"Let's face it: Most doctors are very good doctors, but they don't get professional training in how to operate a business," said Sarah Lenoue, Seattle-based senior executive sales representative for Glaxo Wellcome's Cerenex division. "You have business-oriented people who really are looking at numbers and body counts and everything else to make ends meet, and the physicians really just want to take time with their patients and give them quality care - and that's where the stress kicks in." The financial aspect, coupled with an influx of new reps to a small physical area makes Seattle's managed care-heavy market one of the nation's toughest. "There has been a lot of turnover and inconsistencies within plans and providers and institutions." Lenoue said. "A lot them have closed and relocated."

In some markets, like Boston and even St. Louis, where managed care penetration is high but physician groups may not be as consolidated, access problems are driven by another pressure source. "What you have is highly academic-influenced markets where there is a high concentration of academic and research centers, where physicians can say 'Oh we don't trust the information that the pharmaceutical manufacturers are giving us,' or 'We don't have time to see the reps - we don't really see them as being viable,'" said Herman. "In those places it's harder to get in and convince the physicians that the representative has value in terms of scientific information."


The nationwide sales force increases constitute another contributing factor to the access problem, often exacerbating specific market issues. In Seattle, where most of the city's hospitals, major clinics, and doctors are located in the same, two-mile area, Lenoue worries about the market being overrun by drug reps. Said Lenoue: "The pressure is on them to see more patients in a limited amount of time, and then here we come though their door, one after the other, after the other - that's why we've had to get real creative with how we're seeing physicians here because there's not enough time."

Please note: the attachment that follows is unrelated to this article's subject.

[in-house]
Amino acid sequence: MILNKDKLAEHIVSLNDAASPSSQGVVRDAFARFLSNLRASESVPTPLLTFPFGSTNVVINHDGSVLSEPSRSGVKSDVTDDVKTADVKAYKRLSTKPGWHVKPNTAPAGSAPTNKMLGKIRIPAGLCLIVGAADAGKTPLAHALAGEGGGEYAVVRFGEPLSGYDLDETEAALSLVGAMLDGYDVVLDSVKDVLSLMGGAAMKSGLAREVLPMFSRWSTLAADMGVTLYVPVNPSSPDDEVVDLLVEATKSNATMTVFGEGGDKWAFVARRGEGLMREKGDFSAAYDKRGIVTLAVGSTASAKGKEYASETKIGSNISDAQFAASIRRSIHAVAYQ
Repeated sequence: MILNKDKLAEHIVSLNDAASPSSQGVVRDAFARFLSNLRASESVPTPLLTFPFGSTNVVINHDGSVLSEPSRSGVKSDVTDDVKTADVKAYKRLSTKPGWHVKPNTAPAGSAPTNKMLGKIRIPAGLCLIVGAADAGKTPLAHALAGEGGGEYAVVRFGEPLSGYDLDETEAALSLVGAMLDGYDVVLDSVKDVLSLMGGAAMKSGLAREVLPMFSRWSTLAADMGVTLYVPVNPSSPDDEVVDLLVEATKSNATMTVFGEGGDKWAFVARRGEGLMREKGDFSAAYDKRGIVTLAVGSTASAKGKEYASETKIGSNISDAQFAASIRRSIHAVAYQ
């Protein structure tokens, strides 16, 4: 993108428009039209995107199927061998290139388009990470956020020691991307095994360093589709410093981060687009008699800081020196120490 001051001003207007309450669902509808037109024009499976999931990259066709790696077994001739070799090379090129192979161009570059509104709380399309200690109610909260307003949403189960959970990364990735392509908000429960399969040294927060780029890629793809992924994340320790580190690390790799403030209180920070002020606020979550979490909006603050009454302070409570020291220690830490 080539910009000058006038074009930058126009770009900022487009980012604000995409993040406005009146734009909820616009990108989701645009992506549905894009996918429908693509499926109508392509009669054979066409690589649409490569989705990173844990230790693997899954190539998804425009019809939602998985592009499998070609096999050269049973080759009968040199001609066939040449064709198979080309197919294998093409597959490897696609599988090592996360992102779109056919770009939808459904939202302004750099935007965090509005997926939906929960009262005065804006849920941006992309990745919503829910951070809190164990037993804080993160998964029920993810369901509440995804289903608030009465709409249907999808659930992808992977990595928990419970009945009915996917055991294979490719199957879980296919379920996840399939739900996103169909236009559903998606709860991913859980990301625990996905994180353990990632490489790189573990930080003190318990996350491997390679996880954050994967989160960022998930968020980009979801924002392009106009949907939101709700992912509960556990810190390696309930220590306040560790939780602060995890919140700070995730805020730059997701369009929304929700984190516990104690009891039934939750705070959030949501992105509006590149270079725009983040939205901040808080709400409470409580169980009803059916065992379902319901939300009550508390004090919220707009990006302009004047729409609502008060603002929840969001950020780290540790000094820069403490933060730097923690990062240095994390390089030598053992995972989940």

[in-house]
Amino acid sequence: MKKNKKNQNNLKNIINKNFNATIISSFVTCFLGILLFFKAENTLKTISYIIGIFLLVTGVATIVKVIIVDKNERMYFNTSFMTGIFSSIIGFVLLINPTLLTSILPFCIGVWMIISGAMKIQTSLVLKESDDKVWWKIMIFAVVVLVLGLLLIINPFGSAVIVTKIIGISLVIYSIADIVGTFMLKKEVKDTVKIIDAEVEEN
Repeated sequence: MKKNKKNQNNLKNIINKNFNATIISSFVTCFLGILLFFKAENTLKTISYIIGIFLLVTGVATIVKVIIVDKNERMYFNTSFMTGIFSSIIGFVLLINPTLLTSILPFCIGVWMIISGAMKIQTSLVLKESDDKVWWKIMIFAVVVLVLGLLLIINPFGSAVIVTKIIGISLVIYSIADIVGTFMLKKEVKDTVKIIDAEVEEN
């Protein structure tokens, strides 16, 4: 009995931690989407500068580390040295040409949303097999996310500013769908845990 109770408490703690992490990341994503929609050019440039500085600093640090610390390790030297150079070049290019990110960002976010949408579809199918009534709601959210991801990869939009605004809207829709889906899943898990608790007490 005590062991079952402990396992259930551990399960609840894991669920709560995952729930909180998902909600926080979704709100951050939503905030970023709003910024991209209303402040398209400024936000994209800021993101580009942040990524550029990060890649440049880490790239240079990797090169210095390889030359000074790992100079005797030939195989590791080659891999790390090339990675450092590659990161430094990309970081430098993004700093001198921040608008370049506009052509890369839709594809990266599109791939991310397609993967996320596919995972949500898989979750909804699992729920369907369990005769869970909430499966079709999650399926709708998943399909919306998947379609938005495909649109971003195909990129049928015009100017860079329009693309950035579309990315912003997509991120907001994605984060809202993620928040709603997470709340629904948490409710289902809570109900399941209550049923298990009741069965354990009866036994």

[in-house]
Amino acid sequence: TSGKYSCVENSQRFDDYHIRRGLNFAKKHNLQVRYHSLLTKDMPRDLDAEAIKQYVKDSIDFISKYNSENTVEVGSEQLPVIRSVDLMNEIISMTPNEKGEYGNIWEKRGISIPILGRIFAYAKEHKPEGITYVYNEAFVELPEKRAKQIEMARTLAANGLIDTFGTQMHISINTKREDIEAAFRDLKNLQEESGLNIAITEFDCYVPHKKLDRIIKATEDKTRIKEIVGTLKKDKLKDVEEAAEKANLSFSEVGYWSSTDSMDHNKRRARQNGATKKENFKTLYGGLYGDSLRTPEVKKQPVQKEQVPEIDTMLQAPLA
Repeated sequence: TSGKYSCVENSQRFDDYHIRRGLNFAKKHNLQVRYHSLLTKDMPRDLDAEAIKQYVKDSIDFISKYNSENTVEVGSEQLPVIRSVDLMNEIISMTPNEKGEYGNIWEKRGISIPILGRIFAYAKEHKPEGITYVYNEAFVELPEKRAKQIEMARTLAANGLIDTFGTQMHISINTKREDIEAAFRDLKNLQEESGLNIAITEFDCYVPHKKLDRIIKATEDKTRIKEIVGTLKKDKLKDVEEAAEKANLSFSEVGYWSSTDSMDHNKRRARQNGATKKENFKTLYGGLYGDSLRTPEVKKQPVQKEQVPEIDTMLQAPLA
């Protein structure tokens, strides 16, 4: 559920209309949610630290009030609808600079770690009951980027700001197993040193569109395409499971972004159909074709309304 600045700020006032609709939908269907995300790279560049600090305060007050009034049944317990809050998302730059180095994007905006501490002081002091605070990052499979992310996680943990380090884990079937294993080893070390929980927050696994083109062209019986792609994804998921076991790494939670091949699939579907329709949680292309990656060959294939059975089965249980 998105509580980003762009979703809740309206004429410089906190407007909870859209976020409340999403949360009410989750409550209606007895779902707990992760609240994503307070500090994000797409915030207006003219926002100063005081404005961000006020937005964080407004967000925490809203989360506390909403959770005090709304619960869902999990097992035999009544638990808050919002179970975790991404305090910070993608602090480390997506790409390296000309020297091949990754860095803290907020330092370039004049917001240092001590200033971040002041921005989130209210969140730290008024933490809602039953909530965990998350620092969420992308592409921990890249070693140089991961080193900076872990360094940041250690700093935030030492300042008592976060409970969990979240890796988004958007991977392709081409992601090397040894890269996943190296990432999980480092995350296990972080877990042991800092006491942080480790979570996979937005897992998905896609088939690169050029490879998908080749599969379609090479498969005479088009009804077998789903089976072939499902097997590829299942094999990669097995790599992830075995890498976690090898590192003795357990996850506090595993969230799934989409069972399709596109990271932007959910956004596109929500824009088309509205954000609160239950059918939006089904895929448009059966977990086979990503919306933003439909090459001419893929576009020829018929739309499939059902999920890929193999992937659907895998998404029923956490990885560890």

Lenoue added: "The key to access has been that we've just had to coordinate our schedules almost down to a science to do two things: One, to make us more productive and not kill each other, and Two, so we won't offend the physicians by being there more than we should."


Reps can only take on access issues after they have learned about the constraints on their particular markets. Market-based access information is very important for individual reps: "Understanding the reasons behind why they're having these access policies will help you become a more effective representative in terms of demonstrating value," explained Herman.

At the individual level, one access solution is to focus on and demonstrate the value reps provide. According to the report, providing samples is one tangible service reps - and only reps - can provide their physician customers. Another is information. "Physicians do find the information and the samples valuable," Herman said. "For an average primary care physician to actually know the details of every new product that comes out is a lot, so a person who knows the product in and out and is able to come and tell you about it is a service."